Assignment Link:

A Week in Life of an Emory Scholar

For this Sunday Sketch, I decided to look very closely at how four different factors affected my overall study habits at Emory. I also wanted to know what type of assignments should I complete to varying points during my day to ensure my time is being used effectively. Some tasks require lots of energy and focus while others are more simple and just need some minimal motivation. Therefore, these factors were my levels of Energy, Motivation, Focus, and Productivity. I ranged each element from 1-5, one being very low and five being very high. I then looked at how these levels fluctuated throughout my day and throughout my week and came to some interesting conclusions. 

This research was vital to me because I wanted to see what days and what times during the days would be the most suitable time to work on a particular assignment. For example, based on the data, I can conclude that my peak focus time is during breakfast. Therefore, going forward, I can aim to complete all my readings during the early breakfast time because I know I’ll be able to focus on them. In contrast, it’ll probably be best to achieve my most energy-intensive assignments during dinner time because that’s when my energy levels are typically the highest. I also was able to conclude from my data that the factors that impact my study habits are directly correlated to the number of classes I have on a given day. On Thursday, I have three-morning courses back to back, and they are all very long and rigorous courses. According to my data, I experience some of my lowest energy, focus, and motivation on Thursdays.

If I were to continue this research, I’d collect more data over more days to make my data sets more accurate. On of the judgments I had to make when documenting this data was figuring out what was important enough to record. A lot of factors impact study habits and figuring out which ones to look at were difficult. It was also hard to asses sometimes how I was feeling, and sometimes I felt my level was between two numbers, so I had to pick whichever one I was leaning towards. In another study, I would make the range larger (i.e., 1-10) so that I could obtain a more accurate level.

This project was a valuable tool in allowing me to look at when are the best convenient times to complete different types of tasks. I’m currently in the process of building out my schedule for next semester, and I will be sure to return to this data when scheduling my classes and to manage my workload.


The past week, for me, has been pretty depressing. Unlike the other assignments, this Sunday sketch assignment took up a significant amount of time. My goal was to simplistically quantify a subjective quantity, such as depression, based on specific categories. The five categories: loneliness, study/work, talking with family, sleep, hangouts. The results were satisfying, to say the least. The categories selected had a relatively radical influence on depression. Loneliness contributes to depression, while sleep has a neutral effect (because I would usually sleep if I was depressed). Studying, talking with family, and hanging out decreased the effect of depression for me.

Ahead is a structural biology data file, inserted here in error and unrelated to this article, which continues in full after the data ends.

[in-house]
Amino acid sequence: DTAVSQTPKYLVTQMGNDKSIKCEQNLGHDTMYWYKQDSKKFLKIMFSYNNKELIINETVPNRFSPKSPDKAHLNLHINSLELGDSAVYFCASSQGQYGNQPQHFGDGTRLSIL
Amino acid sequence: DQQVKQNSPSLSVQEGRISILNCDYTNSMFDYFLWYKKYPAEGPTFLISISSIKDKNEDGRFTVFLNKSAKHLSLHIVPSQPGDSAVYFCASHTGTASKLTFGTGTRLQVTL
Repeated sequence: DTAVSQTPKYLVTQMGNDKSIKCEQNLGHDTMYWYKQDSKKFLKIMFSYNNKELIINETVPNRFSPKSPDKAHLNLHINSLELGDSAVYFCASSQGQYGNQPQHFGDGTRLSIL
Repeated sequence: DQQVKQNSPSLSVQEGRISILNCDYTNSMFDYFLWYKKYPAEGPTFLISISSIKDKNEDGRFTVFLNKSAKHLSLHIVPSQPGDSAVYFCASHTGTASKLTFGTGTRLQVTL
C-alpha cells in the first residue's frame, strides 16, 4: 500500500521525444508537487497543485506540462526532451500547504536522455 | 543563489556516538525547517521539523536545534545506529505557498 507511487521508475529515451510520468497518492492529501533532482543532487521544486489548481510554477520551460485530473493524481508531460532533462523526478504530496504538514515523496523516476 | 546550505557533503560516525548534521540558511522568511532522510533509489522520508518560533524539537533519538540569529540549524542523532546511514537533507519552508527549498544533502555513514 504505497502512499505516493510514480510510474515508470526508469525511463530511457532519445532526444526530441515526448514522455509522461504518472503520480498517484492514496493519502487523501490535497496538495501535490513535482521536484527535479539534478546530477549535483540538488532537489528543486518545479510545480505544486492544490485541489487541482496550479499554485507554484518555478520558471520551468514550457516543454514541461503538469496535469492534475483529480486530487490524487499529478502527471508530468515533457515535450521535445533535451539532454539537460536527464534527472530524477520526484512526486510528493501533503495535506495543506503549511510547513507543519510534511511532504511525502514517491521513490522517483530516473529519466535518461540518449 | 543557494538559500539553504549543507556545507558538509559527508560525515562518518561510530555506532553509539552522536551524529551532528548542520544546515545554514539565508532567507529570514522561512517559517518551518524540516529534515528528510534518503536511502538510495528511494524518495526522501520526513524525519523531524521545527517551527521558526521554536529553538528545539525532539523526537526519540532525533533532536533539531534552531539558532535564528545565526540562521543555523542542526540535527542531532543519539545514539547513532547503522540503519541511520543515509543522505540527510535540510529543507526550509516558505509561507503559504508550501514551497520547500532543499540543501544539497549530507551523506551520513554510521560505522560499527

I decided to use time as the unit of measurement for the categories, the greater the amount of time the greater the effect that category will have on my depressive mood. After analyzing the data collected from the past week, I could conclude that I have been in a more depressive mood at the end of the week than on weekdays. I chose to visualize the five categories in the form of a timetable as it was easier for me to quantify depression on the final scale. The final scale was a simple bar graph showcasing depression in numerical form.

The project has done a surprisingly good job. If I were to continue with this project in the future, I would’ve continued with it similarly as I did the past week, though, I would add more variables to the equation to bring about more accurate results.

Link to the assignment is here.

Image credits:

Data Viz

When I started this assignment a week ago I had a question: Does the amount of time between eating and engaging in academic work effect my productivity? More specifically, should I be making more of an effort to eat before my first class?

Throughout the span of a week I kept track of the time and my perceived productivity and alertness. Some days I wouldn’t eat until a few hours into my academic work. In order to show this I entered the times in negatively. At the end I found that the more time there was between my first bite and the start of my academic day the more productive and alert I felt.

Though it will be difficult to wake up in the morning earlier in order to have time for a bite, I can see that it will be beneficial. And even if I oversleep I will try to have a banana or some sort of quick snack in my room.